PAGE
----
• Listen to your body. If your back or even more importantly, your nerves bug you, SEE A DOCTOR IMMEDIATELY. Especially if there’s a family history of bad backs and nerve pains – I promise it will get worse untreated
  • Ask for help and accept it even and especially when you think you don’t need it. Let people bring you food, run your errands, do your laundry, wait for you outside the bathroom door in case you need them, let them see you cry and freak out. Be completely honest with yourself and with everyone who needs to know how you’re doing, there is no healing without total honesty
  • Don’t freak out if you’re not insured. Doctors, the ones worth their salt, first and foremost want to see you get better. Be honest about your situation with them too, and get recommendations from people you trust. I will now send everyone I know to my PT and chiro (and I will send no one to my former GP)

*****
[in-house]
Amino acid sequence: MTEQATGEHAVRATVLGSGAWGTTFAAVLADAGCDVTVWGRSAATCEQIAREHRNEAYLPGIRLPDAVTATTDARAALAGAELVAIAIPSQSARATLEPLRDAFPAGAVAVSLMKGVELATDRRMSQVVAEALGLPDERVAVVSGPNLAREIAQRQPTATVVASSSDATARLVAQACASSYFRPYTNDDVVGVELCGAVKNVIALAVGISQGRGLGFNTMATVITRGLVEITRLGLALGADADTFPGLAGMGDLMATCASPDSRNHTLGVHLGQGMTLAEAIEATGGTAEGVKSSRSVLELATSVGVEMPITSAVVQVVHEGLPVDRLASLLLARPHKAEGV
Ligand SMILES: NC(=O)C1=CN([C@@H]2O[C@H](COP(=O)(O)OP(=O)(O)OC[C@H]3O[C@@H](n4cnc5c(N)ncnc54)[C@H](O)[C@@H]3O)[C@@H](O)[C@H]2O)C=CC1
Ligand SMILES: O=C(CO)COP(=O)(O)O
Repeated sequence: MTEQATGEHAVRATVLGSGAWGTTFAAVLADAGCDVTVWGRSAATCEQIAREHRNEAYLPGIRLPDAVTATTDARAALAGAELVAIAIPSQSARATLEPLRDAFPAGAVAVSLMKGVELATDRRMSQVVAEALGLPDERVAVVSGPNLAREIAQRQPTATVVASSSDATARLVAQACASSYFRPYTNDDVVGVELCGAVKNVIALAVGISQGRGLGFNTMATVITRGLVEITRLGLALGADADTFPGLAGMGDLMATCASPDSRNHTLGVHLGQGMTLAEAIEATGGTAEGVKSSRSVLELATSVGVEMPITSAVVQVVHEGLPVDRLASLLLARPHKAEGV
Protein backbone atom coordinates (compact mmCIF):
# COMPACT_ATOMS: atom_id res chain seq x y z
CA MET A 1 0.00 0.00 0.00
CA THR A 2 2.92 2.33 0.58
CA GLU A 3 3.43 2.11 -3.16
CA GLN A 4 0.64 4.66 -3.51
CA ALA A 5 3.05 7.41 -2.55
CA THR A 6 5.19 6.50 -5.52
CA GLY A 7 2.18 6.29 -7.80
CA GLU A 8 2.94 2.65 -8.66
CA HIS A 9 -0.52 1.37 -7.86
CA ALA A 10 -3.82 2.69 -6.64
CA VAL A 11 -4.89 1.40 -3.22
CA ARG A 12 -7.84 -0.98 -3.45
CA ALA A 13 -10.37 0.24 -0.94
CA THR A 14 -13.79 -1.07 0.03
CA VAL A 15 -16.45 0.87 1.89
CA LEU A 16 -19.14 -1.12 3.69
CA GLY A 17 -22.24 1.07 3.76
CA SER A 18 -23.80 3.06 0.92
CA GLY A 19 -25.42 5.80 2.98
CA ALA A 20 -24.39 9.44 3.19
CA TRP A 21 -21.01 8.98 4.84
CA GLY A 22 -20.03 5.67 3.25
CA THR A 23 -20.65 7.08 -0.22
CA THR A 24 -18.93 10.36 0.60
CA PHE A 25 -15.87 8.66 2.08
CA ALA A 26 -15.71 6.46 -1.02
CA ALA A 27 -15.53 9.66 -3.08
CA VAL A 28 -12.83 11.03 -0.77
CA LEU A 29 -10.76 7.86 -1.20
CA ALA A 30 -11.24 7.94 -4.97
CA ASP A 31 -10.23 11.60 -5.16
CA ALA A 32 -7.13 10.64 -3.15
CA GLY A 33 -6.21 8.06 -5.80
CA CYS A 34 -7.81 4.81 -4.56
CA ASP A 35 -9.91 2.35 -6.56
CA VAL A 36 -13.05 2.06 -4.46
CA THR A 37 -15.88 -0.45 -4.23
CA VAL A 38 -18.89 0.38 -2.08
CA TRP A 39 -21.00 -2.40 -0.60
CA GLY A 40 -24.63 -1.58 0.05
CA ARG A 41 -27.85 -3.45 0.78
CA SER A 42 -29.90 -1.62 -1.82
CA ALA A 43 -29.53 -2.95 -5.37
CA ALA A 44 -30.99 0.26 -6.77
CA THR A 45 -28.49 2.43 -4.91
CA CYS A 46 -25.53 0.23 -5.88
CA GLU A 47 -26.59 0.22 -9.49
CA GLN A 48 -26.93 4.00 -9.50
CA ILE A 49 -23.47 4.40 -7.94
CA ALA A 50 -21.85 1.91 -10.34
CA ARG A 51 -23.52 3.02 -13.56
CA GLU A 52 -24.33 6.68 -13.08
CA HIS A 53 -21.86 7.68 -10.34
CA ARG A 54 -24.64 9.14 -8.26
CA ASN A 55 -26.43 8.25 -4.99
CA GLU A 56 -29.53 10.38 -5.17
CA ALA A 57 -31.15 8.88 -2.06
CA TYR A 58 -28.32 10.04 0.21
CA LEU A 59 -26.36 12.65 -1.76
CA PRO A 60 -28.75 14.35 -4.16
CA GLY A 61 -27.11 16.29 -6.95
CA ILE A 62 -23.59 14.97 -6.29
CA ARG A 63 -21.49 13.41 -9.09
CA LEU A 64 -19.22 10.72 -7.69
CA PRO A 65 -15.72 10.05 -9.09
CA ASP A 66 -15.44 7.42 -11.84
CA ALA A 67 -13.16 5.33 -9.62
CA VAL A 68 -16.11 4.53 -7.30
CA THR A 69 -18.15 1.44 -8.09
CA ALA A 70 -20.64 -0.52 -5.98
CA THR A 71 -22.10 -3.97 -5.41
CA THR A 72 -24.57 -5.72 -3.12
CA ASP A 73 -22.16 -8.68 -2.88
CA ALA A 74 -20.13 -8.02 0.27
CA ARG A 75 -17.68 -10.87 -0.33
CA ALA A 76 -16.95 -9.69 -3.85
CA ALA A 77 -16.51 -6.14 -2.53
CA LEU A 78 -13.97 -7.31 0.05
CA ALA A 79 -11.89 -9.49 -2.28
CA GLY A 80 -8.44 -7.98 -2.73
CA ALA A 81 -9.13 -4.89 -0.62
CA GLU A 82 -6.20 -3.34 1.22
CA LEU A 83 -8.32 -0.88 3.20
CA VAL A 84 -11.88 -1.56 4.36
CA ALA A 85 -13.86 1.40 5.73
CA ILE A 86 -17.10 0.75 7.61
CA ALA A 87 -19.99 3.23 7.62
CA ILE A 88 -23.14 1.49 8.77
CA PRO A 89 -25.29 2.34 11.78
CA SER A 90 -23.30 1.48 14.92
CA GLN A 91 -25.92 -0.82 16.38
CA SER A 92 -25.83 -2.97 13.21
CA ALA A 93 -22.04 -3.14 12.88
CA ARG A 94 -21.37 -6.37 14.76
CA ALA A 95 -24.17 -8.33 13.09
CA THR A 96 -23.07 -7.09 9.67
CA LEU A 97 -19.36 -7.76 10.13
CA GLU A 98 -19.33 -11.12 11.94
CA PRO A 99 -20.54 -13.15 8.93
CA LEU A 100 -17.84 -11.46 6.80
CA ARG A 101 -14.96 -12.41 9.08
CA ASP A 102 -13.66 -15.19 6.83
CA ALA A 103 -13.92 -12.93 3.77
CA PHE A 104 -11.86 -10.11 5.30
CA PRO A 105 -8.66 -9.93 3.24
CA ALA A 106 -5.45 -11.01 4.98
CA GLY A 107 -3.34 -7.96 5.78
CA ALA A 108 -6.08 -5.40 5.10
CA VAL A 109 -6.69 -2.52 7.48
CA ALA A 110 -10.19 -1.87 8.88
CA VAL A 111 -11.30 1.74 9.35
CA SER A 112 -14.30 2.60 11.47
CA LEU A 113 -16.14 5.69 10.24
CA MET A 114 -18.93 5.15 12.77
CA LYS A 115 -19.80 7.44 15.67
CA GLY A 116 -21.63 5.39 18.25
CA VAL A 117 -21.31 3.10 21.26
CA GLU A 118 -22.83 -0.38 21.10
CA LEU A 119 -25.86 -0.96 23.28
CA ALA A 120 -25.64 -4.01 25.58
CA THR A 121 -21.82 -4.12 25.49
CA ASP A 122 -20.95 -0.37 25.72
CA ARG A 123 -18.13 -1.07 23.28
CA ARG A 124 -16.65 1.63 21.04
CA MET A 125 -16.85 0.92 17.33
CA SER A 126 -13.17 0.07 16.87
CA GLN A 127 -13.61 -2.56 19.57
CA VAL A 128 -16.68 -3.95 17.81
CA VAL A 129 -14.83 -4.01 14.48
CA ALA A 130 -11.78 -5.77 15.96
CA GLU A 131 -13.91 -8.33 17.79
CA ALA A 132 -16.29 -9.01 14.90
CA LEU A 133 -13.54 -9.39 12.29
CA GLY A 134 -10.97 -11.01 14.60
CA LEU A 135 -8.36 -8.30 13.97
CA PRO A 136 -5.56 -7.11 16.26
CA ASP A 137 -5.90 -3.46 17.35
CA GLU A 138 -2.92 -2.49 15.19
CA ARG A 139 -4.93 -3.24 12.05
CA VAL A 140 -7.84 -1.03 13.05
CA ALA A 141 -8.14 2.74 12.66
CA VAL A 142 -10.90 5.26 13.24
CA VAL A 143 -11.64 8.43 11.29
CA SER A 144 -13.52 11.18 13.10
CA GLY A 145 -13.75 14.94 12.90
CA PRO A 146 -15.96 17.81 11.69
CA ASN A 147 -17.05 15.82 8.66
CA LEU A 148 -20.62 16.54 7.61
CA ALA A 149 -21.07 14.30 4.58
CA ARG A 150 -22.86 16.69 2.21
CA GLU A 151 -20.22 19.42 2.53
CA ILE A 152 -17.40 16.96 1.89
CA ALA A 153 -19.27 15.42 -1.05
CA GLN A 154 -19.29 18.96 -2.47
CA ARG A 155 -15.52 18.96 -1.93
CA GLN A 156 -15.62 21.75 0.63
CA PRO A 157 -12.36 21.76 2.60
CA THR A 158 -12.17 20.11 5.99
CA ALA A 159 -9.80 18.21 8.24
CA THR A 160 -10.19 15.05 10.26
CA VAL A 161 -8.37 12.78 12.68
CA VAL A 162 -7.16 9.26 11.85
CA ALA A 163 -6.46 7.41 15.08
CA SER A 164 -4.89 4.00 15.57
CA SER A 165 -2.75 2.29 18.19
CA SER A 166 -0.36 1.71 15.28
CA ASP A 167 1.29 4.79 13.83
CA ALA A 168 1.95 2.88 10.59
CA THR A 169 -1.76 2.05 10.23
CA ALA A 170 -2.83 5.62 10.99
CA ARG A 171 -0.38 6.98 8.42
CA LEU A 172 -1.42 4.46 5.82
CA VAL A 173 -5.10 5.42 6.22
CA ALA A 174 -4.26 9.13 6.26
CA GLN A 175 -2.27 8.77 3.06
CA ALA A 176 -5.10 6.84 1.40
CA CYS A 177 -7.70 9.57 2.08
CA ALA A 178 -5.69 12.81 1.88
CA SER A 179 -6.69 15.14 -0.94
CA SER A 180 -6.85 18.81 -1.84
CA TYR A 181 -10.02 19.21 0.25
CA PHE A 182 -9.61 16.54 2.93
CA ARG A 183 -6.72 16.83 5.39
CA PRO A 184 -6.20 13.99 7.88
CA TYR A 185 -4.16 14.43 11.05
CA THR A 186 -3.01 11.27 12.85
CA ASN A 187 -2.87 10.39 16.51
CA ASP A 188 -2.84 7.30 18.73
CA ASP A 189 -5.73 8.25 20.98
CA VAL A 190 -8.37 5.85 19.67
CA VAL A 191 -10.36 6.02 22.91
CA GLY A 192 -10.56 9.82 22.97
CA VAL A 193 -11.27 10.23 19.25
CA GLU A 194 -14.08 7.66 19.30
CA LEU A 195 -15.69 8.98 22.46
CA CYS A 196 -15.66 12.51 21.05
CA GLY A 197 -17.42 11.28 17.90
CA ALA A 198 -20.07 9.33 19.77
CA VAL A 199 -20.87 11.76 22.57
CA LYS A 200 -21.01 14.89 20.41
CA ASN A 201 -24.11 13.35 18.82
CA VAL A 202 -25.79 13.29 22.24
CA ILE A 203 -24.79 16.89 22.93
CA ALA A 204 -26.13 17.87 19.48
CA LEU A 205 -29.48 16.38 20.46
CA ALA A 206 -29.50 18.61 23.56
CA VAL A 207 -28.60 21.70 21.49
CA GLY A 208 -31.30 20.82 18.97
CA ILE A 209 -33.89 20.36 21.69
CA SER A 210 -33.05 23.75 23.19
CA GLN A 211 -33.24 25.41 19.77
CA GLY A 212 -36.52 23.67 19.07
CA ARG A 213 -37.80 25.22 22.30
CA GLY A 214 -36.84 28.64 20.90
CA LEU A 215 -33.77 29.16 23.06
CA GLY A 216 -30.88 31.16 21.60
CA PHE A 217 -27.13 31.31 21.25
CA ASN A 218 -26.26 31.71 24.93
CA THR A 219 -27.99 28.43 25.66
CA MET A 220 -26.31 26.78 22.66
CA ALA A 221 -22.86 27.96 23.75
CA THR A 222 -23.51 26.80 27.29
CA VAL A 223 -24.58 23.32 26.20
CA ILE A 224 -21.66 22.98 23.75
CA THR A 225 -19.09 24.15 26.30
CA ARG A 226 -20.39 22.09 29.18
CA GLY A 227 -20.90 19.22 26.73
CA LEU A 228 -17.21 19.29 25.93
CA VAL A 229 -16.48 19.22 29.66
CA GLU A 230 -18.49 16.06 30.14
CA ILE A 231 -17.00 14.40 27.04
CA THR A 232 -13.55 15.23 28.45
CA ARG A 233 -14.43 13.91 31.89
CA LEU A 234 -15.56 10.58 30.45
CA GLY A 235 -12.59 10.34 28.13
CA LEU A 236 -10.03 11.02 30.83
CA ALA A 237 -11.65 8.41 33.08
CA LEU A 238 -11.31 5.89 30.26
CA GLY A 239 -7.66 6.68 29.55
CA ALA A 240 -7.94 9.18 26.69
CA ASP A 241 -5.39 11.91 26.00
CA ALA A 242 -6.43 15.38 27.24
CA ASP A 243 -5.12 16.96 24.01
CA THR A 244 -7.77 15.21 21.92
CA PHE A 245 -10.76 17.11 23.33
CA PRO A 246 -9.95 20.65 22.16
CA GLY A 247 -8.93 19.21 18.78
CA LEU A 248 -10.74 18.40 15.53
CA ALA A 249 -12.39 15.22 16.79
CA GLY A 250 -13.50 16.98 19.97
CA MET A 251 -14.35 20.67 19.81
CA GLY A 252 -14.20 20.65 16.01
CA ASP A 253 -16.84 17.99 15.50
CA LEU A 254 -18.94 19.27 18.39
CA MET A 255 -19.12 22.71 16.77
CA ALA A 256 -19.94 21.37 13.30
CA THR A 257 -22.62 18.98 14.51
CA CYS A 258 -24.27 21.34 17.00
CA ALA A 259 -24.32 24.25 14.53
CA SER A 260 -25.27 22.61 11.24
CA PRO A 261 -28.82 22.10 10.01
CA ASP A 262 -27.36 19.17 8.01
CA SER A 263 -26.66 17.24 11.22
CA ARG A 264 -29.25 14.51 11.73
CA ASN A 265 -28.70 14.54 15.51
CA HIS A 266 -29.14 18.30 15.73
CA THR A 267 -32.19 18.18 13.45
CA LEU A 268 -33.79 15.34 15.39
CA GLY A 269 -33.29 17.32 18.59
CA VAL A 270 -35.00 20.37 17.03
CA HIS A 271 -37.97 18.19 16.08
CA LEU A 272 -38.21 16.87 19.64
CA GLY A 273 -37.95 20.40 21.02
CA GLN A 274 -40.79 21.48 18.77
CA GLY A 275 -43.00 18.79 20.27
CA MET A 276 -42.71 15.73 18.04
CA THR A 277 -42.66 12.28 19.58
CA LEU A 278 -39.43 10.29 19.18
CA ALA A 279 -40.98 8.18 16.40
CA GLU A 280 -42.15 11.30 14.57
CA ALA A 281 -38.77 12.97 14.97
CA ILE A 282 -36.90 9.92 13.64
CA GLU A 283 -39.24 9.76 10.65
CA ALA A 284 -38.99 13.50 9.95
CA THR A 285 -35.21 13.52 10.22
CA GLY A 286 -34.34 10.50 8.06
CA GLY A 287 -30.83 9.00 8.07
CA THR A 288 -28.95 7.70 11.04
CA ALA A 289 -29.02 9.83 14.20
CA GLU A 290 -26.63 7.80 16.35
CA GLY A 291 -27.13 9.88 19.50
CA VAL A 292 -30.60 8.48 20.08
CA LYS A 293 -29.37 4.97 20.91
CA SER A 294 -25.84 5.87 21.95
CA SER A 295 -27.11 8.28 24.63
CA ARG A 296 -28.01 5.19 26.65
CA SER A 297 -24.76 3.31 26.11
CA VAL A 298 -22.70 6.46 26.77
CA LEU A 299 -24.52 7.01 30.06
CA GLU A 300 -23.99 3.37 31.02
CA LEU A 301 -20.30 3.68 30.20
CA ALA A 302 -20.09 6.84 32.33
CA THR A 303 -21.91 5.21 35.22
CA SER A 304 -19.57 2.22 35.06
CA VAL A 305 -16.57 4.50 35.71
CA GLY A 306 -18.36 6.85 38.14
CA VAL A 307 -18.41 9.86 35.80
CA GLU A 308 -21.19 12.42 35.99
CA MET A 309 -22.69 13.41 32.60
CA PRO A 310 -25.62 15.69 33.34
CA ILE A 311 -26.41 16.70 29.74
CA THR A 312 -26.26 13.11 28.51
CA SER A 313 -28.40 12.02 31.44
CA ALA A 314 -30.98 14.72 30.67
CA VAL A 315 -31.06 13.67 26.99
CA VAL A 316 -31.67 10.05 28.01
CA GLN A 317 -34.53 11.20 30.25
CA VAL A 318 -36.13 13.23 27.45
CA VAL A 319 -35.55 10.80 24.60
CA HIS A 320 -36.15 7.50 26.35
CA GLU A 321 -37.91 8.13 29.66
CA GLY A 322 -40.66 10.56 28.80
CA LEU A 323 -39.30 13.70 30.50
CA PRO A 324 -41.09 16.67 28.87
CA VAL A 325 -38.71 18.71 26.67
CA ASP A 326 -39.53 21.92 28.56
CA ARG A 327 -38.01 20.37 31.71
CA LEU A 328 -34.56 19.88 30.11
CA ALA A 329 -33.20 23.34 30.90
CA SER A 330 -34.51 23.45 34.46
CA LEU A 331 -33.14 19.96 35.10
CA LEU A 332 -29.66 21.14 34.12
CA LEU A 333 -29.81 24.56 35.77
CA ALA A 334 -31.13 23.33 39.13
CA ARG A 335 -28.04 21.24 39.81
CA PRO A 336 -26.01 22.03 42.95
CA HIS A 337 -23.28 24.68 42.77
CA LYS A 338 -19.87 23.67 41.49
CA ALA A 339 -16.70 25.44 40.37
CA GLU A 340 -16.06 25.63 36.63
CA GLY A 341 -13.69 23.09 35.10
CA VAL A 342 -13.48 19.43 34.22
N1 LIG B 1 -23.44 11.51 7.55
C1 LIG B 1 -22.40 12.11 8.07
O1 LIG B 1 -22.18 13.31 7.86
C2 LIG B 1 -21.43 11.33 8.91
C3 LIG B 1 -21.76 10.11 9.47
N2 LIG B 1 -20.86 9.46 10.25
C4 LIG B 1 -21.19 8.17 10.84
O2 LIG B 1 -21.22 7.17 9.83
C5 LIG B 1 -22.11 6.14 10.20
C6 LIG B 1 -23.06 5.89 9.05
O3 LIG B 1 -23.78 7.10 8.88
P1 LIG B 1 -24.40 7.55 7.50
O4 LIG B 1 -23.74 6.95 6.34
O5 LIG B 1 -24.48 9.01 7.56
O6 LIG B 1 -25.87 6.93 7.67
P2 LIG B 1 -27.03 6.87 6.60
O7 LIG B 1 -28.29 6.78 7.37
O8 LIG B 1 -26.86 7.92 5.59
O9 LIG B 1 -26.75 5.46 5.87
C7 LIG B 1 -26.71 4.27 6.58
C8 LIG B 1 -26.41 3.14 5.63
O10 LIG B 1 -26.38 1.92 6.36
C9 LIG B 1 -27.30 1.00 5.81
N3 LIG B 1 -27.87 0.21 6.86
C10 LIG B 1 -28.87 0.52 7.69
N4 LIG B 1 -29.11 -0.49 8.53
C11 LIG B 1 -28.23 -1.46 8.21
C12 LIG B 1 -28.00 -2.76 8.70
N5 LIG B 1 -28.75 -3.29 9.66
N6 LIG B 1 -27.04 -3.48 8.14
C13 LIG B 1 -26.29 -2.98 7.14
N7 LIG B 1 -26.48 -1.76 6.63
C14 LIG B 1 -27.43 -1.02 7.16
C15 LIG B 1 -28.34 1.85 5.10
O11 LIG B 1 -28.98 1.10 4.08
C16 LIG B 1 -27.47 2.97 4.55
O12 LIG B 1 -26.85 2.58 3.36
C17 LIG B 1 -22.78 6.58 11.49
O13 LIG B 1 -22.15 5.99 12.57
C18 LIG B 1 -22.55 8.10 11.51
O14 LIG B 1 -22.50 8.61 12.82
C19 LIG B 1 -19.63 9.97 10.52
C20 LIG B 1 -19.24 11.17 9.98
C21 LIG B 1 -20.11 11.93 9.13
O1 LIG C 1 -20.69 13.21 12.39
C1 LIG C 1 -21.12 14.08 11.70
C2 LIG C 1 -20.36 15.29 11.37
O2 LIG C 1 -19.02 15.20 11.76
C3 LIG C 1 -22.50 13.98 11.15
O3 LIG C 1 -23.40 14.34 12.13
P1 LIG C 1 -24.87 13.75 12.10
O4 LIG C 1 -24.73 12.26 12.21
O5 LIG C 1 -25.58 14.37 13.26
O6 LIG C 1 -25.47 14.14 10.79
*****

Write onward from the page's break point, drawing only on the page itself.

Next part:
• Part two of that: fire people who aren’t helping you heal. That goes for emotional healing as well as physical. The people closest to you should be offering to help you in some way even if they aren’t physically capable of doing it. If they don’t offer or don’t check in, put them a little further back on your go-to shelf, you can’t depend on them when it counts. Sometimes that even means family
  • Be grateful for your health when you have it and offer help to those without it. As Count Rugen says, if you don’t have your health, you haven’t got anything (is this a kissing book?)